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Mississippi Agricultural Credit and Lending Conditions: 2017

Publication Number: P3135
View as PDF: P3135.pdf

This report is intended to be an informational guide for producers, lenders, and professionals working in the agricultural finance sector. Included are current interest rates offered on various agricultural loans, funding availability, and returns on equity. The report is based on a survey conducted in June 2017 (IRB# 15-156) by the Mississippi State University Department of Agricultural Economics and the MSU Extension Service. The participants in this survey included agricultural lenders, appraisers, farm managers, and agricultural economists.


U.S. Farm Economic Conditions

In February 2017, the USDA reported “mixed measures” for farm profitability heading into spring planting (Figure 1). After reaching record highs in 2013, net cash farm income and net farm income were forecast to increase 1.7 percent and decrease 8.7 percent, respectively.1 The discrepancy between the two can be partially explained by the fact that inventories produced in previous years are included in the current year’s cash receipts for net farm cash income, while net farm income includes inventories produced in the previous year but sold in the current year as last year’s income. This implies, for the most part, continued weakness in the U.S. agricultural economy.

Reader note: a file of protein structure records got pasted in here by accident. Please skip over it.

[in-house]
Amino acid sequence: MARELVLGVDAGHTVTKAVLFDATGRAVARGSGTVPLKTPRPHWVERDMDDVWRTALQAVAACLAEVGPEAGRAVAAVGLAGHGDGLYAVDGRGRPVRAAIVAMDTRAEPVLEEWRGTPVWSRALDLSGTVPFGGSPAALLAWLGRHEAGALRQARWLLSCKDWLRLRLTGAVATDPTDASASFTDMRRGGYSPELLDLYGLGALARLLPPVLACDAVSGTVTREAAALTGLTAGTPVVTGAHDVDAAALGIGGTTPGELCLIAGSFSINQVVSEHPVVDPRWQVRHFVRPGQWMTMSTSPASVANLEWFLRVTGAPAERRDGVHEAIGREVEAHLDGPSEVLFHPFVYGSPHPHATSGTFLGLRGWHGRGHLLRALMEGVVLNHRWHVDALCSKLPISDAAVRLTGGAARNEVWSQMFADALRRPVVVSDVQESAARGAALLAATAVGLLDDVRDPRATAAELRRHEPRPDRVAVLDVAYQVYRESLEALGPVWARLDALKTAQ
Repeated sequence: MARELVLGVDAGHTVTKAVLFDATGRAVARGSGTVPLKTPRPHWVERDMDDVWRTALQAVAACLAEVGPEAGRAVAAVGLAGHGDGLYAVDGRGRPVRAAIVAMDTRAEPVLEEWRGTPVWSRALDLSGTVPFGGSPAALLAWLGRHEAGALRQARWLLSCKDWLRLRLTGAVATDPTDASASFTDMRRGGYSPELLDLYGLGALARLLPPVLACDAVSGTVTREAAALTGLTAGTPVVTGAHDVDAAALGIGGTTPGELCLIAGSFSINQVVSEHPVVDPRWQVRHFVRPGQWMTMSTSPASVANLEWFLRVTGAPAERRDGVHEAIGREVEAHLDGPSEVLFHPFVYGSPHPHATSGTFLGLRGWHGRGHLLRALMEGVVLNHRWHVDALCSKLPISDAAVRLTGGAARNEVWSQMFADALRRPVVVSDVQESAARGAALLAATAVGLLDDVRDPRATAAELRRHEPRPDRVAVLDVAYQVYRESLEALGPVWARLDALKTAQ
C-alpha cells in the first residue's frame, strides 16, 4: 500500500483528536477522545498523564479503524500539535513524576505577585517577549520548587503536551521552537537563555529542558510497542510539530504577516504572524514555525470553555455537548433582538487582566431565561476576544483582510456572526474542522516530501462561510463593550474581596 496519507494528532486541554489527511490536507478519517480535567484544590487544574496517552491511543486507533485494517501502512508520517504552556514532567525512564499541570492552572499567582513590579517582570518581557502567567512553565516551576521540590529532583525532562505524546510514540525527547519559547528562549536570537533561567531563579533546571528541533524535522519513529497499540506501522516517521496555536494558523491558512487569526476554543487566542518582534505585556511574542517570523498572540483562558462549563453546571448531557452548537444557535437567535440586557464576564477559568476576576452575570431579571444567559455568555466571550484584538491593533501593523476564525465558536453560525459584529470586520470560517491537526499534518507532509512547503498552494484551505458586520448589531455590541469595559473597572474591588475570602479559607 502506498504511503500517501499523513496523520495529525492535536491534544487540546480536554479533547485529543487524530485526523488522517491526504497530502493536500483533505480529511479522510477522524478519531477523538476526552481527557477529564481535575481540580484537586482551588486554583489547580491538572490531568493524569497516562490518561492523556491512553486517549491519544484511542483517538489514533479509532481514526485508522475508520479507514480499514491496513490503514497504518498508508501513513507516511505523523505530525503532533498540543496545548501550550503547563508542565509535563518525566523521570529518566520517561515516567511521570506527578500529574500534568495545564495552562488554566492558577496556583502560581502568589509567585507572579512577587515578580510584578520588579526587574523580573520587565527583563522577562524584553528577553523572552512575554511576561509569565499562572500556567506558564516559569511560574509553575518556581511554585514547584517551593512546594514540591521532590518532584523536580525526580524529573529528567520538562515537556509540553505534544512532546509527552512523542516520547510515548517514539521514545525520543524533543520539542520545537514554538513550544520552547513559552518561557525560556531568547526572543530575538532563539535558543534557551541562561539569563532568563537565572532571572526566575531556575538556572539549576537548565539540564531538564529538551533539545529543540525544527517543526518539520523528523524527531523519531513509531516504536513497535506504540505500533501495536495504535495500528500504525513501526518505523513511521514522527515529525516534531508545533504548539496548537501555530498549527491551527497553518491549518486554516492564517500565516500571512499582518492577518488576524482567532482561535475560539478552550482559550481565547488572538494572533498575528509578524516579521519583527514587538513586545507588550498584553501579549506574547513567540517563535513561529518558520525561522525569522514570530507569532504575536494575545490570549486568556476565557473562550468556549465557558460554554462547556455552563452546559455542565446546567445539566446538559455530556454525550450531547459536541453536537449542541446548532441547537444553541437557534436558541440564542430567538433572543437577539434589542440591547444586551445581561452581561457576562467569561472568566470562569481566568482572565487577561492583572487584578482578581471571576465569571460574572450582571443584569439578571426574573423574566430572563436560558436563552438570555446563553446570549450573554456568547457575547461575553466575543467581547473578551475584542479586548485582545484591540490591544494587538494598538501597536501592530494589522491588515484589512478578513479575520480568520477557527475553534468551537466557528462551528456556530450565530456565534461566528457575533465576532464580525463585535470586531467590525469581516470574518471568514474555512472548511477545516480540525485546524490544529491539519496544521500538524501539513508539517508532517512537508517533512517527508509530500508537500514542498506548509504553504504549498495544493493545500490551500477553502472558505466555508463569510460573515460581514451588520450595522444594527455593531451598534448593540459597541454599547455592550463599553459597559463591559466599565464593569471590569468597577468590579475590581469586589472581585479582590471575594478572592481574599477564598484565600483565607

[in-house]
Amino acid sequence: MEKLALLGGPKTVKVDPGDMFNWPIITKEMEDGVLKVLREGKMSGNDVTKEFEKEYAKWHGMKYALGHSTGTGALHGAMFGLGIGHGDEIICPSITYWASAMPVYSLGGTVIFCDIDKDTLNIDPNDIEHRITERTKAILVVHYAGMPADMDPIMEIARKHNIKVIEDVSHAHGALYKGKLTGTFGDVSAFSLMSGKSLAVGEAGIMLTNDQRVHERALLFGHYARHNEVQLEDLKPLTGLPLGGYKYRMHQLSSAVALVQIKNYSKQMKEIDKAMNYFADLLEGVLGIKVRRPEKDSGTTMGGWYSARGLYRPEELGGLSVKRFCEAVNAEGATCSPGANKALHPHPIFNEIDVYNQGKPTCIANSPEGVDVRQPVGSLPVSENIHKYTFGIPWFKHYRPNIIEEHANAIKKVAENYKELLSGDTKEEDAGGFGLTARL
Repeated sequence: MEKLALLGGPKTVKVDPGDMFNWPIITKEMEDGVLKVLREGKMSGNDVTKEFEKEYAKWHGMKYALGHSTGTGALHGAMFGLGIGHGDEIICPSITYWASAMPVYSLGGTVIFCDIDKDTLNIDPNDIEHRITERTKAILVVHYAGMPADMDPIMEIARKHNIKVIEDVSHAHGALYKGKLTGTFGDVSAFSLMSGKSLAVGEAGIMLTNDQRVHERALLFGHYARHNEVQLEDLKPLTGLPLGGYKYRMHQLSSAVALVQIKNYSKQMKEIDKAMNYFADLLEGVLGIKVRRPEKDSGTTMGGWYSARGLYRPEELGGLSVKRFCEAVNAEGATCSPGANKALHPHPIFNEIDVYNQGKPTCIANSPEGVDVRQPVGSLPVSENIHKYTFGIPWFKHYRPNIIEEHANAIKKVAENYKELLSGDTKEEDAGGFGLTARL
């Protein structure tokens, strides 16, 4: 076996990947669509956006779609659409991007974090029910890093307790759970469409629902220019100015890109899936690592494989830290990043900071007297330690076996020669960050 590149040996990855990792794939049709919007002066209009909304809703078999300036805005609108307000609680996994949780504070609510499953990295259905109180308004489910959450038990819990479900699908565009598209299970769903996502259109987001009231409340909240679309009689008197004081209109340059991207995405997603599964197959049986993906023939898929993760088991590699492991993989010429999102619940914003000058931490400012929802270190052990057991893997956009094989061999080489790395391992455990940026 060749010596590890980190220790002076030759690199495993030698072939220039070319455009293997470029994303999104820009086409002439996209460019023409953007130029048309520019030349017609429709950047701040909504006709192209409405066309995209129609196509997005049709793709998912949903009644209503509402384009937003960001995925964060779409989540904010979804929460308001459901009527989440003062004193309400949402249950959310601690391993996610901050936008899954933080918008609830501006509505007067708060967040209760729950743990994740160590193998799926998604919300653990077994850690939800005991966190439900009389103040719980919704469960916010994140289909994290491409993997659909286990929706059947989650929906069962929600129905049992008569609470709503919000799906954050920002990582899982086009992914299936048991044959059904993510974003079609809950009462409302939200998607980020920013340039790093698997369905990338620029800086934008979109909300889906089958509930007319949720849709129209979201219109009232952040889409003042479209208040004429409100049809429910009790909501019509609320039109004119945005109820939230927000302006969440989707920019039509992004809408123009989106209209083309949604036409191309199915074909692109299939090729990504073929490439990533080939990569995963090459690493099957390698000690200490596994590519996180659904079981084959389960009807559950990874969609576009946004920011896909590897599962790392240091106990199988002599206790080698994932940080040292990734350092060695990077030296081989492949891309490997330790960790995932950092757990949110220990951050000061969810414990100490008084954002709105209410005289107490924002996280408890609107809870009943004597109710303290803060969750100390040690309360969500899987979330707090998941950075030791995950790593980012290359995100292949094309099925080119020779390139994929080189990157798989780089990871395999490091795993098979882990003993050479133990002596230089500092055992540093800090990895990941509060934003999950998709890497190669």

graph showing the net farm income and net cash farm income, 2000-2017
Figure 1. USDA net farm cash income and net farm income for the U.S.
Source: USDA ERS,

Commodity price outlooks do not indicate that prices will increase over the next 4 years. The Baseline Update for U.S. Agricultural Markets from the Missouri Food and Agricultural Policy Research Institute (FAPRI) projects most major U.S. agricultural commodity prices will remain flat through the next five years.2